Free Press Under Fire
When a Wannabe Dictator Attempts to Destroy Truth
BY TIM MUNKEBY
When I taught high school in Bogota, Colombia in the mid-1970s, we lived near the center of the city and very near the national university. It was closed when we moved in, which I thought odd. But the grounds were beautiful, and I picnicked there one day with my wife and children.
When we returned home that day, we were surprised to see a canvas-backed truck parked nearby. It was filled with solders carrying machine guns. We went to bed with some trepidation and, sure enough, all through the night we heard gun fire and loud blasts and explosions. It sounded like a war was going on.
Everyone at my school was talking about university students who’d been protesting the government when the university opened. Many had been wounded and some had been killed.
But I read in the newspapers that the protests had been peaceful. There was no trouble. Nobody was hurt, they said.
I was stunned. What the hell? How could the news be so blaringly untruthful?
When I expressed to the students at my school how appalled I was, they shook their heads and rolled their eyes at my naivety. They said the truth wouldn’t look good for Colombia’s president, who was up for re-election.
This was the first time I realized the necessity of a free press, in order to learn the truth. To assure that the truth would be told.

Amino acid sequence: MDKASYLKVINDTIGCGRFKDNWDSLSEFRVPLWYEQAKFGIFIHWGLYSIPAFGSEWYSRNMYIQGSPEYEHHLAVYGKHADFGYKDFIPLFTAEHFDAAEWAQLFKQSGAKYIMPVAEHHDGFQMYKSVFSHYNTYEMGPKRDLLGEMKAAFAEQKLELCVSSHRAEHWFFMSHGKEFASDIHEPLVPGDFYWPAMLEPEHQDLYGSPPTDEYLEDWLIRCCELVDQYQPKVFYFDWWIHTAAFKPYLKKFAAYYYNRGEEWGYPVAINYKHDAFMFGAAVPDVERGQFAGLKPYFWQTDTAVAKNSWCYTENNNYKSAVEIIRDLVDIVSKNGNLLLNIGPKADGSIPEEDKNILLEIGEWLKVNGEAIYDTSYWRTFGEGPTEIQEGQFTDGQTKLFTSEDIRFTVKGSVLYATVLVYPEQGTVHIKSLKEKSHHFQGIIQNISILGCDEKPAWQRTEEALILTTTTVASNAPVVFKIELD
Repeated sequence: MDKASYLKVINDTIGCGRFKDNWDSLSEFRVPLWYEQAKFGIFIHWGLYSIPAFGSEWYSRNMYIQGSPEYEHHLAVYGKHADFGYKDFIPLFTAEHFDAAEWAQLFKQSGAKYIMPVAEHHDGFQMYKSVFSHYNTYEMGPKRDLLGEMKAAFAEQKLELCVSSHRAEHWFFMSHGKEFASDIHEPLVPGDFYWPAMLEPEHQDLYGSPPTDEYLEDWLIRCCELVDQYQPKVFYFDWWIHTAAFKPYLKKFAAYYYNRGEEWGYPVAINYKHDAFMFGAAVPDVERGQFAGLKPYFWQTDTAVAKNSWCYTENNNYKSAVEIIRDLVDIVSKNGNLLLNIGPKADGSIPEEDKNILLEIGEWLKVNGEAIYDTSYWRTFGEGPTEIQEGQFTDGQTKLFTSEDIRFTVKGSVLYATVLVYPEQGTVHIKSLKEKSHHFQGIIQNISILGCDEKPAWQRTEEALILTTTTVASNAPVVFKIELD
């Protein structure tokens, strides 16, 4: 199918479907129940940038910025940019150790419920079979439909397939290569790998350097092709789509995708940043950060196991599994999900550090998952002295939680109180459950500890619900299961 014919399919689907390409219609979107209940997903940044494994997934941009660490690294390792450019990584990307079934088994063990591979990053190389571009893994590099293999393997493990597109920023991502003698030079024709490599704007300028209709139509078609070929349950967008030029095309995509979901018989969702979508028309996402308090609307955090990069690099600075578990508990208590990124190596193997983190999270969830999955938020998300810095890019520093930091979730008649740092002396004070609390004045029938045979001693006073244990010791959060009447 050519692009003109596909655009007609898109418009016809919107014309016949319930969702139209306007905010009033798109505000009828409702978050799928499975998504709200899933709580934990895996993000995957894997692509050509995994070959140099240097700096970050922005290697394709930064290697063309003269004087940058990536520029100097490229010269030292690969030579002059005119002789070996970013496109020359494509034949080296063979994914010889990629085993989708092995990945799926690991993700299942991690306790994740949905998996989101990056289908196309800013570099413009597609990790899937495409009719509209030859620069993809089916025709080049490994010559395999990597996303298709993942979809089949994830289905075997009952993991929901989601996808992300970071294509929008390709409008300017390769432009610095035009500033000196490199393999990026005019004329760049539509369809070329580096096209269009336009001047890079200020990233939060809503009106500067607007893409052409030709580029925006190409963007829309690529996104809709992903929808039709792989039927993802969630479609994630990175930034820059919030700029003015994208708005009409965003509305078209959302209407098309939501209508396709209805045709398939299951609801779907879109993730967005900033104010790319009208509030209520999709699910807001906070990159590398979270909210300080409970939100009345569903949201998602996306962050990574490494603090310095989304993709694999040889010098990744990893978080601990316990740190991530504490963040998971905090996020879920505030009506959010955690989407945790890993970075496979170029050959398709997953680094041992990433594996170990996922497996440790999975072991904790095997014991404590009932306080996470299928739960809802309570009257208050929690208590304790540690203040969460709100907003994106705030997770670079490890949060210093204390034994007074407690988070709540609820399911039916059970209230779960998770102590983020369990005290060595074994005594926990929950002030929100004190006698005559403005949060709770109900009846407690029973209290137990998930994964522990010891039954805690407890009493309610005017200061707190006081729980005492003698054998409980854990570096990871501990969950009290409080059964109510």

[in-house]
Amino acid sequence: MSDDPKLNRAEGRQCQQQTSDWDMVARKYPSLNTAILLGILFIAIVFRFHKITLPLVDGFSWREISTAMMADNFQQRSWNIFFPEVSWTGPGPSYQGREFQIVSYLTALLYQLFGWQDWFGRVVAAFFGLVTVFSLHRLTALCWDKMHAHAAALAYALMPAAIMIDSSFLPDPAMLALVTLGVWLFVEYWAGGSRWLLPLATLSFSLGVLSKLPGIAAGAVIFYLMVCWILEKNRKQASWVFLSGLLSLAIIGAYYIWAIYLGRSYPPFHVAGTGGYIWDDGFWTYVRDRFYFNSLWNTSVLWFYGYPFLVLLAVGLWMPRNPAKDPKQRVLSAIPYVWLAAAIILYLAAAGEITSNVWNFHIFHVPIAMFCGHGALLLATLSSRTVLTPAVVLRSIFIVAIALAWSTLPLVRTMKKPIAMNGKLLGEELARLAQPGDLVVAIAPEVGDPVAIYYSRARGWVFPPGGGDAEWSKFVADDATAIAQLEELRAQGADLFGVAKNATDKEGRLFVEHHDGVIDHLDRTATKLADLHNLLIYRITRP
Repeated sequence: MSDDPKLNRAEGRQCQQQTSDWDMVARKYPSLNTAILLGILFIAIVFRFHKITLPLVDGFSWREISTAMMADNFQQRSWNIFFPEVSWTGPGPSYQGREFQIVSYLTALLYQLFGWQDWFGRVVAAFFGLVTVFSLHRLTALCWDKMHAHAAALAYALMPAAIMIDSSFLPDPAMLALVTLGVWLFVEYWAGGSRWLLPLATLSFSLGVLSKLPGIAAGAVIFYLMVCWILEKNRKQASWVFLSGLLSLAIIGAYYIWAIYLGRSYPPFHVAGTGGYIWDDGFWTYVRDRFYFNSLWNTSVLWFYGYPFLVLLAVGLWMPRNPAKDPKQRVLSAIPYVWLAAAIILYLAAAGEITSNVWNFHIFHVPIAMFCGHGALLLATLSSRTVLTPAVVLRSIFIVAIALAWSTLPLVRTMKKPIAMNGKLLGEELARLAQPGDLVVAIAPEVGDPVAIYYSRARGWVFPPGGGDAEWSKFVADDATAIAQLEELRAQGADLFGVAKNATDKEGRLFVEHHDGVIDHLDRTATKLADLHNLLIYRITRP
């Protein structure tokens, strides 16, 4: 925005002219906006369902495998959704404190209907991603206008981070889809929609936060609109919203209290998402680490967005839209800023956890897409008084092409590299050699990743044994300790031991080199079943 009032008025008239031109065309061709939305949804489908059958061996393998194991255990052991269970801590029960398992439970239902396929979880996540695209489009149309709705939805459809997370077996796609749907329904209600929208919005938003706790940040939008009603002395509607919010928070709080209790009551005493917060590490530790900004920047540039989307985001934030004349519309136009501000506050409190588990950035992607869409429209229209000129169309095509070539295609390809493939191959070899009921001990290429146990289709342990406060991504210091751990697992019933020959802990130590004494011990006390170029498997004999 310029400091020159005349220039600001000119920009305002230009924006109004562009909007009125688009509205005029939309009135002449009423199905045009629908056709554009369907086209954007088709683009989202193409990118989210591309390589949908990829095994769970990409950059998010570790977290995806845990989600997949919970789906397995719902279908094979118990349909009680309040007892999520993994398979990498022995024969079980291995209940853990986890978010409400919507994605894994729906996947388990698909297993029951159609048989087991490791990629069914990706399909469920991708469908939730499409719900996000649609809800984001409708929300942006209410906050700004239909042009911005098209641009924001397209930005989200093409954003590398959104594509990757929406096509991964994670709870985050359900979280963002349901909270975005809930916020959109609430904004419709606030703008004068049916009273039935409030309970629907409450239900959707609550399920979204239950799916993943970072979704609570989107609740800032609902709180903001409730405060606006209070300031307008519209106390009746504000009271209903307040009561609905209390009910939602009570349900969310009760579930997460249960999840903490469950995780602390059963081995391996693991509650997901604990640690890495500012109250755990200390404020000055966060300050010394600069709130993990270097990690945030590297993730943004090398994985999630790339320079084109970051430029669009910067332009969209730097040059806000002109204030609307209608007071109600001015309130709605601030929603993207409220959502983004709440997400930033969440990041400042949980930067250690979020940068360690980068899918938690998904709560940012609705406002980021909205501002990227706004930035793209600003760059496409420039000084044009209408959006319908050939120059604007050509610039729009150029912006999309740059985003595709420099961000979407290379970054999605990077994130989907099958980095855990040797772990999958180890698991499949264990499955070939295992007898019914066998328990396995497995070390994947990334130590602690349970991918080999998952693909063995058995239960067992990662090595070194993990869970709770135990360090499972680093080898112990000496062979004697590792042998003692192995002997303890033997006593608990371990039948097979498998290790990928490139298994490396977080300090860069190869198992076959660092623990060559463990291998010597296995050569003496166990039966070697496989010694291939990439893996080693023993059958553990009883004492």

World history is strewn with dictatorial, king-like leaders whose people have been blocked from the truth, from what was really happening in their country. Their news was simply controlled propaganda. Truly “fake news.” There have been despots like Gadhafi, Pol Pot, Stalin, and, of course, Hitler—all of whom controlled the press in their countries. And today, for example, there is Maduro in Venezuela and Assad in Syria. Both are destroying their countries, doing anything—including killing their countrymen—to stay in power.
In the 2006 historical drama The Last King of Scotland, movie-goers got an inside glimpse at the making of a malignant dictator. The film tells the story of a young Scottish doctor who travels to Uganda and becomes the personal physician of President Idi Amin. Amin, growing paranoid over time, fears something like a “deep state” is usurping his power and becomes both narcissistic and delusional. It ends badly.
I presume many other dictators are narcissistic and prone to being delusional, as well, in order to convince themselves that what they’re doing is somehow acceptable.
When I returned to the United States from Bogota, I was so appreciative of what we had in America: a democracy, where a president was held accountable and cared for the welfare of his citizens. My appreciation lagged when it became apparent Richard Nixon was not always truthful and lives were lost in his attempt to remain in power. But at least he wasn’t seeking to be “king.”
That could not happen in the United States. Because Nixon wasn’t able to control the press, eventually we knew the truth. He was impeached, and he resigned.
I believed that the American people, respected around the world, would never willingly or knowingly elect as their leader a delusional narcissist who would endeavor to destroy their free press to hide the truth. A leader who would lie regularly and show no empathy for the lives of citizens. A leader who could not be trusted because his intentions were vain and self-serving. A leader who would appoint his unqualified family members and those who promised fealty—to him and not the country. A leader who would denigrate or banish from government anyone who disagreed with him. A leader who would fire and punish truth-tellers.
Couldn’t happen in America.